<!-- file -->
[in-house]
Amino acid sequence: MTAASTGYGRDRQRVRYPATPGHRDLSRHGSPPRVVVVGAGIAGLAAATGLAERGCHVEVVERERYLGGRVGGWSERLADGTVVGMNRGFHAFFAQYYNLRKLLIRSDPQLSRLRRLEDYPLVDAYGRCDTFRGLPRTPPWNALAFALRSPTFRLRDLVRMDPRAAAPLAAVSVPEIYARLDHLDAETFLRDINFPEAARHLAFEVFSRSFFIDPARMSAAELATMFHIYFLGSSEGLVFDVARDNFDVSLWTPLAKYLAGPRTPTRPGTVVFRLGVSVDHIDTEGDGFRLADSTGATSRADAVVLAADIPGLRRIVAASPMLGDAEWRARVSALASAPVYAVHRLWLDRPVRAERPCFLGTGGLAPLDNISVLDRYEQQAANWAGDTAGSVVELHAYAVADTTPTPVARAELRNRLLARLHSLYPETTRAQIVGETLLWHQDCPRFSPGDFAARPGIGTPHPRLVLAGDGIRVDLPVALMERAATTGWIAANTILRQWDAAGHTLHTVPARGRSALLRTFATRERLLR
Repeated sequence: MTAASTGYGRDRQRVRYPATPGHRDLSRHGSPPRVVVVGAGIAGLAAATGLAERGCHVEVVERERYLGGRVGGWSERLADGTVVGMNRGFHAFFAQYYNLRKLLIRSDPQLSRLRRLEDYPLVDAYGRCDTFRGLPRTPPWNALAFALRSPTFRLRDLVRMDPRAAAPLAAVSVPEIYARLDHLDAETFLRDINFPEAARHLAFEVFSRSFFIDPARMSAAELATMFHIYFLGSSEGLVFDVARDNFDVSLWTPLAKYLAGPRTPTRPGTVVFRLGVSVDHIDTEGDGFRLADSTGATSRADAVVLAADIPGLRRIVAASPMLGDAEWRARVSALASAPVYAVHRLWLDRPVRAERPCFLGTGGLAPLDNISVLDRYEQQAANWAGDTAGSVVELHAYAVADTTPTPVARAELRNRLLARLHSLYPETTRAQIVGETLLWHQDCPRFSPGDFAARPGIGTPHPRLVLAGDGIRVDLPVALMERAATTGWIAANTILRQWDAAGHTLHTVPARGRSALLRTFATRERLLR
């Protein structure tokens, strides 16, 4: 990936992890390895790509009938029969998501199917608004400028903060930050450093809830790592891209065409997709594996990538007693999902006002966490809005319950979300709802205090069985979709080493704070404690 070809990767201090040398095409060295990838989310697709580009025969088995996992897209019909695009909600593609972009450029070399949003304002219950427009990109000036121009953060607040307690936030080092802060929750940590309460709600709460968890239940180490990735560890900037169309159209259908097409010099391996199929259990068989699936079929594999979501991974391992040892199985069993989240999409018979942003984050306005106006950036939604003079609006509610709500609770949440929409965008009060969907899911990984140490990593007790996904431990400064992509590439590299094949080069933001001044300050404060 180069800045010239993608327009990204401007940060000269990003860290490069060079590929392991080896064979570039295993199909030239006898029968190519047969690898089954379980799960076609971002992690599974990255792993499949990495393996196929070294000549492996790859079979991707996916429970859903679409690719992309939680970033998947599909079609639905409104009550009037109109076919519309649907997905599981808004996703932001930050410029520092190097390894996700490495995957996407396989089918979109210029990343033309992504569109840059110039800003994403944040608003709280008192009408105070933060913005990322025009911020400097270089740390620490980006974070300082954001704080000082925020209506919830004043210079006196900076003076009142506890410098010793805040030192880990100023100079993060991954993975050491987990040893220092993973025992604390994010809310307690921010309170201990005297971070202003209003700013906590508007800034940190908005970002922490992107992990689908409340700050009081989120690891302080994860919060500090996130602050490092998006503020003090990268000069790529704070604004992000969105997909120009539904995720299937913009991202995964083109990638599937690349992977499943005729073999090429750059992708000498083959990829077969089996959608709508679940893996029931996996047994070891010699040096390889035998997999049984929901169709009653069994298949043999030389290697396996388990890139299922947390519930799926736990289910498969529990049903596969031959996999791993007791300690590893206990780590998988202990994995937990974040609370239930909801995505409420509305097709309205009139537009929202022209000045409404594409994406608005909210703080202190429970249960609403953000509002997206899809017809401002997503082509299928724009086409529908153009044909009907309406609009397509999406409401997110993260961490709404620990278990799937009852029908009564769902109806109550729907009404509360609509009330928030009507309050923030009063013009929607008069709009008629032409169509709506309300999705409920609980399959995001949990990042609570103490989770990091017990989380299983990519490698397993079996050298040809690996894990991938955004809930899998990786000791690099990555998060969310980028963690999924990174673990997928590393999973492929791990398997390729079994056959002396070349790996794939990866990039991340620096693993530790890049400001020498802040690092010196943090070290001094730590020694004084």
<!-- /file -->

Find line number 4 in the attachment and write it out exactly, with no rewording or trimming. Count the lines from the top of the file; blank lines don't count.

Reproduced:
């Protein structure tokens, strides 16, 4: 990936992890390895790509009938029969998501199917608004400028903060930050450093809830790592891209065409997709594996990538007693999902006002966490809005319950979300709802205090069985979709080493704070404690 070809990767201090040398095409060295990838989310697709580009025969088995996992897209019909695009909600593609972009450029070399949003304002219950427009990109000036121009953060607040307690936030080092802060929750940590309460709600709460968890239940180490990735560890900037169309159209259908097409010099391996199929259990068989699936079929594999979501991974391992040892199985069993989240999409018979942003984050306005106006950036939604003079609006509610709500609770949440929409965008009060969907899911990984140490990593007790996904431990400064992509590439590299094949080069933001001044300050404060 180069800045010239993608327009990204401007940060000269990003860290490069060079590929392991080896064979570039295993199909030239006898029968190519047969690898089954379980799960076609971002992690599974990255792993499949990495393996196929070294000549492996790859079979991707996916429970859903679409690719992309939680970033998947599909079609639905409104009550009037109109076919519309649907997905599981808004996703932001930050410029520092190097390894996700490495995957996407396989089918979109210029990343033309992504569109840059110039800003994403944040608003709280008192009408105070933060913005990322025009911020400097270089740390620490980006974070300082954001704080000082925020209506919830004043210079006196900076003076009142506890410098010793805040030192880990100023100079993060991954993975050491987990040893220092993973025992604390994010809310307690921010309170201990005297971070202003209003700013906590508007800034940190908005970002922490992107992990689908409340700050009081989120690891302080994860919060500090996130602050490092998006503020003090990268000069790529704070604004992000969105997909120009539904995720299937913009991202995964083109990638599937690349992977499943005729073999090429750059992708000498083959990829077969089996959608709508679940893996029931996996047994070891010699040096390889035998997999049984929901169709009653069994298949043999030389290697396996388990890139299922947390519930799926736990289910498969529990049903596969031959996999791993007791300690590893206990780590998988202990994995937990974040609370239930909801995505409420509305097709309205009139537009929202022209000045409404594409994406608005909210703080202190429970249960609403953000509002997206899809017809401002997503082509299928724009086409529908153009044909009907309406609009397509999406409401997110993260961490709404620990278990799937009852029908009564769902109806109550729907009404509360609509009330928030009507309050923030009063013009929607008069709009008629032409169509709506309300999705409920609980399959995001949990990042609570103490989770990091017990989380299983990519490698397993079996050298040809690996894990991938955004809930899998990786000791690099990555998060969310980028963690999924990174673990997928590393999973492929791990398997390729079994056959002396070349790996794939990866990039991340620096693993530790890049400001020498802040690092010196943090070290001094730590020694004084």